“Without this ability to stand outside your experience, without self-awareness, you would have little ability to moderate and direct your behavior moment to moment. Such real-time, goal-directed modulation of behavior is the key to acting as a mature adult. You need this capacity to free yourself from the automatic flow of experience and to choose where to direct your attention. Without a director, you are a mere automaton, driven by greed, fear, or habit.”(1)
Step 3: Choose a Blueprint to Follow
What’s important to you? How do you want to live your life? In many religious traditions, the course is predetermined, important milestones are in place, and moral values are explicitly stated—all of which are recorded in the religious texts of that tradition. By studying those texts and following the recommendations you wire your mind a certain way.
If you don’t feel connected to any specific tradition, you can adopt a different one that resonates with you. Yoga tradition has its own code of ethics and a path laid out to help focus the mind, break identifications with your thoughts, overcome whatever obstacles show up along the way, and achieve a state of bliss that’s not conditional on the temporary ups and downs of life.
Yoga tradition aims to control the tendency of the mind to define itself through external objects so that you can get a glimpse of your true nature. All of this is contained in the yoga sutras. Reading the text, reflecting on it, discussing it with others, integrating it into your practice through chanting both expands and focuses the mind.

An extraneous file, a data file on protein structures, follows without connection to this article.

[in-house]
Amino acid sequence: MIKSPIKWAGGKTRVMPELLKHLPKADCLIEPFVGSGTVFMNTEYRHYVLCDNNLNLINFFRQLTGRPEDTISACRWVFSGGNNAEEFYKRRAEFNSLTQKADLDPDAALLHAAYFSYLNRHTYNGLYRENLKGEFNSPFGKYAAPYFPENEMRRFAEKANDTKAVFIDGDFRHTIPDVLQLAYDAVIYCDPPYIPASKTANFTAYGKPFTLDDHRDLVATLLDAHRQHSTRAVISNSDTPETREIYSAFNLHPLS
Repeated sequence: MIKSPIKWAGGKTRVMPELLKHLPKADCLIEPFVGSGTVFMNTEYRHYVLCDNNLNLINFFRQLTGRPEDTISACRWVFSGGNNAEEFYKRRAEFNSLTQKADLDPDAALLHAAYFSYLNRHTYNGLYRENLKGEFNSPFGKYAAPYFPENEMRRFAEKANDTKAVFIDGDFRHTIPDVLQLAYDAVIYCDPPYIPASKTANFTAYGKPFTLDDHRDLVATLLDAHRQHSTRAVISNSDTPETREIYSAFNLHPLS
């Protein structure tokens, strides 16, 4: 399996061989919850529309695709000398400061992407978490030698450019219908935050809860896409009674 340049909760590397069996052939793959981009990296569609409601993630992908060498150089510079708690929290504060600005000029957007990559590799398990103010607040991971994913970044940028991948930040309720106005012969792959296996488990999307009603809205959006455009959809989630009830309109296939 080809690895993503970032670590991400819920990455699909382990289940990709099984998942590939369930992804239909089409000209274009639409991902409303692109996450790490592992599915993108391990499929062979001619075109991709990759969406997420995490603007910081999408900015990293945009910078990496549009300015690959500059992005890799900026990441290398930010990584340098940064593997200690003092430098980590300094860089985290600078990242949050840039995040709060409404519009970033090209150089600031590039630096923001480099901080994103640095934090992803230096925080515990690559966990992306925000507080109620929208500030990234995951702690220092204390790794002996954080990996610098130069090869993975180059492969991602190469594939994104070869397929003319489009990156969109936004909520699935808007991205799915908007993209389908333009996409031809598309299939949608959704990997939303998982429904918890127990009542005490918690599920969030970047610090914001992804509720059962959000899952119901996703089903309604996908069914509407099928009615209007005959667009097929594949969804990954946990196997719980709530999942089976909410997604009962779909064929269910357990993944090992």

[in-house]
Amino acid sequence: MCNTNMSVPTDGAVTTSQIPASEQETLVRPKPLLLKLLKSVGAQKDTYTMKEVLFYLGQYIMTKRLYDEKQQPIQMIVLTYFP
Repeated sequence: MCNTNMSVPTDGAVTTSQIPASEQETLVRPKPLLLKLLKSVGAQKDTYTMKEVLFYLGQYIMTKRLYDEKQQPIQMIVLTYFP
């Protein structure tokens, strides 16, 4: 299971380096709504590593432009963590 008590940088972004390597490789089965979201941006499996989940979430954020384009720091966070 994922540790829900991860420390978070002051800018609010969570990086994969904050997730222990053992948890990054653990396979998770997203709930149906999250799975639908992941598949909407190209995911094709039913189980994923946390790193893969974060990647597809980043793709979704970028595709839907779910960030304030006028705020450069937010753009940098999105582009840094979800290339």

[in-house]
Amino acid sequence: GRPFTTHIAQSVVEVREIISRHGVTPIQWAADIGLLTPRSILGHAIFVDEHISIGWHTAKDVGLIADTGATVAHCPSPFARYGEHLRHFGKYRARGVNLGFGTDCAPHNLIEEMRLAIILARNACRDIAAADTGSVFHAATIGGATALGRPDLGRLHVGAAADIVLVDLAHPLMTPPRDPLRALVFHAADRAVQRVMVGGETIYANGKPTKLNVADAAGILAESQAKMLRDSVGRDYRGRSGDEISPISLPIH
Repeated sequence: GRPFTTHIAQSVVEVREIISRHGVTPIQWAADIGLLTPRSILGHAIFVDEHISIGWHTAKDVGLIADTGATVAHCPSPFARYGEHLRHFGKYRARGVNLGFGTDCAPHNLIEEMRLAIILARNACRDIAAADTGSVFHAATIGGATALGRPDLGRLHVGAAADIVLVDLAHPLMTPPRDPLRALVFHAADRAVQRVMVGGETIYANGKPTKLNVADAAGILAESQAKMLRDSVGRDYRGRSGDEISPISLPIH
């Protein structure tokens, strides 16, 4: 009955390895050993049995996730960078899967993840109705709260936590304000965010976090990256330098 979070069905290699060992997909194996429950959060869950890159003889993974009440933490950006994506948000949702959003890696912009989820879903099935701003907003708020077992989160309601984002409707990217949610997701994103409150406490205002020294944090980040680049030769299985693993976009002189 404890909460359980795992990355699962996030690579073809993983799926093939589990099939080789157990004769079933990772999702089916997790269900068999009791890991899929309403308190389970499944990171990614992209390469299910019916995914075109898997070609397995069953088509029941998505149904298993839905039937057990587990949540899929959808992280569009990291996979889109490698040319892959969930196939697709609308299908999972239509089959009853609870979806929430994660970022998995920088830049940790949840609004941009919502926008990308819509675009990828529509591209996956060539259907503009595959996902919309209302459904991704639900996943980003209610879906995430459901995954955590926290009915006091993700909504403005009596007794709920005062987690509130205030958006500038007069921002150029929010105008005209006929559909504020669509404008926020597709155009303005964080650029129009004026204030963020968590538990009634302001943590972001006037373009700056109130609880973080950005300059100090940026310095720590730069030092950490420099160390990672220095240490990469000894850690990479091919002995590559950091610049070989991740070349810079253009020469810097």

Step 4: Use Tools to Change Habitual Thinking Patterns
Many tools that are suggested by modern neuroscience have an equivalent in the yoga tradition. Cognitive reassessment relates to pratipaksha bhavana, impasse (or mental roadblock) relates to antaraya (an obstacle), and neuroplasticity describes the same phenomenon as samskara.
Yogic definitions of these concepts tend to be very succinct, while modern science describes them in much more detail. This is why it is always fascinating to use one to inform the other. I believe that this expands our understanding of those concepts and provides a more complete, in-depth picture.
Read more on mental habits and thinking patterns from YogaUOnline and Olga Kabel – An Ancient Yogic Formula for Happiness: Change Your Perspective to Change Your Emotions.
Reprinted with permission from Sequence Wiz.
Educated as a school teacher, Olga Kabel has been teaching yoga for over 14 years. She completed multiple Yoga Teacher Training Programs but discovered the strongest connection to the Krishnamacharya/ T.K.V. Desikachar lineage. She had studied with Gary Kraftsow and American Viniyoga Institute (2004-2006) and received her Viniyoga Teacher diploma in July 2006 becoming an AVI-certified Yoga Therapist in April 2011. Olga is a founder and managing director of Sequence Wiz- a web-based yoga sequence builder that assists yoga teachers and yoga therapists in creating and organizing yoga practices. It also features simple, informational articles on how to sequence yoga practices for maximum effectiveness. Olga strongly believes in the healing power of this ancient discipline on every level: physical, psychological, and spiritual. She strives to make yoga practices accessible to students of any age, physical ability and medical history specializing in helping her students relieve muscle aches and pains, manage stress and anxiety, and develop mental focus.